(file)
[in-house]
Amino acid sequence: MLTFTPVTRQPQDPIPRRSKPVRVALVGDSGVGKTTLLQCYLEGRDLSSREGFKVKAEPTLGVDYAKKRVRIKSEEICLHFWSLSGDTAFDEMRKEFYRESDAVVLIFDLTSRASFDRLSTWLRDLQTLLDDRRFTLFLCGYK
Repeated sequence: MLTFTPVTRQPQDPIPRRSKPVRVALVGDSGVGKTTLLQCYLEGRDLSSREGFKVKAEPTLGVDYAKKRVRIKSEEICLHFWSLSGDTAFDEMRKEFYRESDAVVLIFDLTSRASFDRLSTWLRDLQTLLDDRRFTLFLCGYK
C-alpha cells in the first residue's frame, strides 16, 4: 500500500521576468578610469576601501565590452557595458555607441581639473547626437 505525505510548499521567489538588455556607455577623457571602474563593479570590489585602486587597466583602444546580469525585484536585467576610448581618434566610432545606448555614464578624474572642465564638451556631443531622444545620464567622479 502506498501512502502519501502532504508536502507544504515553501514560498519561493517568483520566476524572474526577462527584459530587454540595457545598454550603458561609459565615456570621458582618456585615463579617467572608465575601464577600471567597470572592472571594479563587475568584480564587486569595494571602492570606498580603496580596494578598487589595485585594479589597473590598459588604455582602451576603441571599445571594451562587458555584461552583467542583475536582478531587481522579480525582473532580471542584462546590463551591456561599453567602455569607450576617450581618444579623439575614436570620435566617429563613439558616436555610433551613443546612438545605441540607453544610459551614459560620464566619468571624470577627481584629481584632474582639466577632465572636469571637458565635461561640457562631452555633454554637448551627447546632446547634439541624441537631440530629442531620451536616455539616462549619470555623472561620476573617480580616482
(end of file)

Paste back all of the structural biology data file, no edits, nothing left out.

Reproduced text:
[in-house]
Amino acid sequence: MLTFTPVTRQPQDPIPRRSKPVRVALVGDSGVGKTTLLQCYLEGRDLSSREGFKVKAEPTLGVDYAKKRVRIKSEEICLHFWSLSGDTAFDEMRKEFYRESDAVVLIFDLTSRASFDRLSTWLRDLQTLLDDRRFTLFLCGYK
Repeated sequence: MLTFTPVTRQPQDPIPRRSKPVRVALVGDSGVGKTTLLQCYLEGRDLSSREGFKVKAEPTLGVDYAKKRVRIKSEEICLHFWSLSGDTAFDEMRKEFYRESDAVVLIFDLTSRASFDRLSTWLRDLQTLLDDRRFTLFLCGYK
C-alpha cells in the first residue's frame, strides 16, 4: 500500500521576468578610469576601501565590452557595458555607441581639473547626437 505525505510548499521567489538588455556607455577623457571602474563593479570590489585602486587597466583602444546580469525585484536585467576610448581618434566610432545606448555614464578624474572642465564638451556631443531622444545620464567622479 502506498501512502502519501502532504508536502507544504515553501514560498519561493517568483520566476524572474526577462527584459530587454540595457545598454550603458561609459565615456570621458582618456585615463579617467572608465575601464577600471567597470572592472571594479563587475568584480564587486569595494571602492570606498580603496580596494578598487589595485585594479589597473590598459588604455582602451576603441571599445571594451562587458555584461552583467542583475536582478531587481522579480525582473532580471542584462546590463551591456561599453567602455569607450576617450581618444579623439575614436570620435566617429563613439558616436555610433551613443546612438545605441540607453544610459551614459560620464566619468571624470577627481584629481584632474582639466577632465572636469571637458565635461561640457562631452555633454554637448551627447546632446547634439541624441537631440530629442531620451536616455539616462549619470555623472561620476573617480580616482